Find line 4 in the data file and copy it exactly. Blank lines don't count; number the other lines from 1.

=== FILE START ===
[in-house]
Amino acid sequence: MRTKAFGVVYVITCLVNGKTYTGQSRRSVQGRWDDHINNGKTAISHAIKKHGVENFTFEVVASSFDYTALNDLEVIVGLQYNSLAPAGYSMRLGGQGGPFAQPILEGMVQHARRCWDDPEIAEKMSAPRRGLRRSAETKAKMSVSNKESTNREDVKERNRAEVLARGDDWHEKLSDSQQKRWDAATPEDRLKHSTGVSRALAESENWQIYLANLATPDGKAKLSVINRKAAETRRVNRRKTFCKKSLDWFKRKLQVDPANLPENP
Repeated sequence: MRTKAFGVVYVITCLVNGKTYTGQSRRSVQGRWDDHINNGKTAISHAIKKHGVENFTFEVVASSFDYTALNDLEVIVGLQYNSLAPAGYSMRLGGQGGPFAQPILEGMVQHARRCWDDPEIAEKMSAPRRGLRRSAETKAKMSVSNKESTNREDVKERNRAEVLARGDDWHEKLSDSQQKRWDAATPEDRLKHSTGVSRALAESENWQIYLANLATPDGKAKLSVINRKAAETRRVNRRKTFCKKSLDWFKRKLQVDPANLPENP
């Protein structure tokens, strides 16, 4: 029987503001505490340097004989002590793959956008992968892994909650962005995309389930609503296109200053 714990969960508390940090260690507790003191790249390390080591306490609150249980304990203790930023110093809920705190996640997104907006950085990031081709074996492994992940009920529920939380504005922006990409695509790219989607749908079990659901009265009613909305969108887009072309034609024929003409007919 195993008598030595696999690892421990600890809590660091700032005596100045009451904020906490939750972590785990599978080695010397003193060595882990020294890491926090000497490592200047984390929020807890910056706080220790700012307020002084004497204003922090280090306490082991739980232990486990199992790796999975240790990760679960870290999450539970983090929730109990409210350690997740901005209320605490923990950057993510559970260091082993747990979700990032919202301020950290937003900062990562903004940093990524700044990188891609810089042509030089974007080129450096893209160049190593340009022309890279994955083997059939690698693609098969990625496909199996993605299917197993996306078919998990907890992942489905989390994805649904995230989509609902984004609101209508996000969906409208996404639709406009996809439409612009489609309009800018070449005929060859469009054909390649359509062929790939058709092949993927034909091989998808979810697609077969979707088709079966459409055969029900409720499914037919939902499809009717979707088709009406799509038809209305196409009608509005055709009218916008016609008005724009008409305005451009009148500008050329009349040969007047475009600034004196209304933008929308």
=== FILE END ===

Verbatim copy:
């Protein structure tokens, strides 16, 4: 029987503001505490340097004989002590793959956008992968892994909650962005995309389930609503296109200053 714990969960508390940090260690507790003191790249390390080591306490609150249980304990203790930023110093809920705190996640997104907006950085990031081709074996492994992940009920529920939380504005922006990409695509790219989607749908079990659901009265009613909305969108887009072309034609024929003409007919 195993008598030595696999690892421990600890809590660091700032005596100045009451904020906490939750972590785990599978080695010397003193060595882990020294890491926090000497490592200047984390929020807890910056706080220790700012307020002084004497204003922090280090306490082991739980232990486990199992790796999975240790990760679960870290999450539970983090929730109990409210350690997740901005209320605490923990950057993510559970260091082993747990979700990032919202301020950290937003900062990562903004940093990524700044990188891609810089042509030089974007080129450096893209160049190593340009022309890279994955083997059939690698693609098969990625496909199996993605299917197993996306078919998990907890992942489905989390994805649904995230989509609902984004609101209508996000969906409208996404639709406009996809439409612009489609309009800018070449005929060859469009054909390649359509062929790939058709092949993927034909091989998808979810697609077969979707088709079966459409055969029900409720499914037919939902499809009717979707088709009406799509038809209305196409009608509005055709009218916008016609008005724009008409305005451009009148500008050329009349040969007047475009600034004196209304933008929308």